This is part three in a three part series on fracking in Oklahoma. Read part one here and part two here.
For the past two weeks, I have written about the state of fracking in Oklahoma and the socio-political quagmire that surrounds the issue. The impetus for all this digital ink was the ban that New York recently placed on fracking in that state. This ban led some to wonder why the same type of ban could not just be placed in Oklahoma. The reasons why that request is, unfortunately, oversimplified and unrealistic were my previous subjects. However, a few people mentioned that I had failed to be critical of fracking and had not emblazoned some of its more demonic implications. This is true. My goal in the past two weeks was simply to be descriptive; to try to explain the situation with as little interference from my own bias as possible. But this week I aim to move away from the descriptive tack I have been taking and become more proscriptive. How can Oklahoma, with all the issues and forces that it contends with, ever hope to ban fracking? My suggestions here will have to be implemented at various times and by a variety of actors. While the ultimate goal of a fracking ban will only reasonably play out in the long term, we can seek better communication and peace of mind for residents today that will build toward a better energy future for the state in later years.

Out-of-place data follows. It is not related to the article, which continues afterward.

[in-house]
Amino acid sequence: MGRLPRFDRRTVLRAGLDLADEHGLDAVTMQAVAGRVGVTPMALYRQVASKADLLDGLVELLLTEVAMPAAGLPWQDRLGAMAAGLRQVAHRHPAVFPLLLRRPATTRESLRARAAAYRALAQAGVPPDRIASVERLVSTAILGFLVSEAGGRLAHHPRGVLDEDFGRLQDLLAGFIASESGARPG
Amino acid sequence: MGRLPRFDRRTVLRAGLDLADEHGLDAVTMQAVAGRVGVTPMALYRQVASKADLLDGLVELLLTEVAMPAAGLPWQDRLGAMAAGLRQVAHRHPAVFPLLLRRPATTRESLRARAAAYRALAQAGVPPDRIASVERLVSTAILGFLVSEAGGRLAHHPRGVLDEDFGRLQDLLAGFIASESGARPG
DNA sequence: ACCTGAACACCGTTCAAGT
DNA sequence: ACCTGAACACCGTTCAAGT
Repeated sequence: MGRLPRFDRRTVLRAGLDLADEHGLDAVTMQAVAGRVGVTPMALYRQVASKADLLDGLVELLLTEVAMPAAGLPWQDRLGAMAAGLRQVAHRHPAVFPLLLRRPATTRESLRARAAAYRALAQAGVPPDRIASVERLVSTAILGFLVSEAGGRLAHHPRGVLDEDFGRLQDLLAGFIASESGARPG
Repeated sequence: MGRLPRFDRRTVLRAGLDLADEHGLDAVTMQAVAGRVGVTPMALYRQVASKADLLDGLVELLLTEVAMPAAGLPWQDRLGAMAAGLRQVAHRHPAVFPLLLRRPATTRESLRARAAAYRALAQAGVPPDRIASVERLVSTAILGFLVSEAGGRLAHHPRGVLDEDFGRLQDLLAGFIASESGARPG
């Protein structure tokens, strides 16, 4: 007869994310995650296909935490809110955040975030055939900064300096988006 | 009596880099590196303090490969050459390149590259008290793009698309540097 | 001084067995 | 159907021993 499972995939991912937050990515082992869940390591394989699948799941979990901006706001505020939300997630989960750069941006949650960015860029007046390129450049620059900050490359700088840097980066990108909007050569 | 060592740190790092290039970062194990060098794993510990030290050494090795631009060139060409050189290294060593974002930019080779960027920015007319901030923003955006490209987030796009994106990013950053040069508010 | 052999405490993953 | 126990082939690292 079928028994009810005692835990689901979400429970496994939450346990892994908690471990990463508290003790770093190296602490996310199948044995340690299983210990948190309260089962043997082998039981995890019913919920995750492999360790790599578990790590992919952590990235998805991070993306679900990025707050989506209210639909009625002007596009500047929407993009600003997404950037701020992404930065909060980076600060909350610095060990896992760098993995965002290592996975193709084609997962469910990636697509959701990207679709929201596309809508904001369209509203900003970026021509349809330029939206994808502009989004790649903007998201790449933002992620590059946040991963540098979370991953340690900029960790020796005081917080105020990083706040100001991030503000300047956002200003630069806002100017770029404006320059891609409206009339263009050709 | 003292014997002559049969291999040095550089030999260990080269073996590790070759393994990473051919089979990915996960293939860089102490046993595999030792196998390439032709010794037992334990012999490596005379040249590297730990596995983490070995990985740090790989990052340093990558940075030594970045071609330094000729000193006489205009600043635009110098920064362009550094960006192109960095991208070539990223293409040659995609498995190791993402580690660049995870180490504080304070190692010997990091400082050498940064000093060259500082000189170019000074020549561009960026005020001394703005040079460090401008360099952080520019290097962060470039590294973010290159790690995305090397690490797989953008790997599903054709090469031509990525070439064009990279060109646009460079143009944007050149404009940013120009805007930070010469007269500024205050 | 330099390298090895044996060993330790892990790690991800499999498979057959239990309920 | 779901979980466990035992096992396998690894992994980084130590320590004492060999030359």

One of the first actors that has to be considered for change would be the industry itself. Energy companies, like Devon and Continental which heavily frack the shale plays in Oklahoma, frequently run publicity campaigns to make themselves appear to be the champions of the state. They often bluster on about how they help the communities that they work in and about all the money they bring to the state. But many of the citizens affected by the work, especially the ones that receive no direct financial compensation, often feel that their communities and daily lives are violently disrupted by the industry. It is common for feelings of resentment and betrayal to be aimed at those companies who residents see as the source of their distress. At public meetings, people have broken down into tears as they describe the legal ability of gas companies, in the right situation, to erect a fracking platform, complete with methane flair, 125 feet from their door and drill under their house without having to obtain their permission or even advise them of drilling activities. Frustrations are frequently aired over the destructive nature of heavy truck traffic on roads and the timing of drilling activities to avoid ordinance enforcement by government overseers. If the industry is sincere in its PR declarations about helping the state and communities, it would limit these behaviors and make itself aware of the true needs of people. In the pursuit of profit, gas companies often ignore the fact that they are operating in areas where human beings permanently reside; human beings who need to be able to sleep and drive to work the next day. This tone deafness to the actual needs of communities has made gas companies the enemies of many, not the heroes. It is not unreasonable for people to expect information about the extent and duration of drilling activities under their land nor for them to expect the roads and bridges on which they rely to be respected by all who use them. This communication and curtesy should become a part of the industry’s best practice lest they see themselves continue to be the enemy of those whose lives they impact.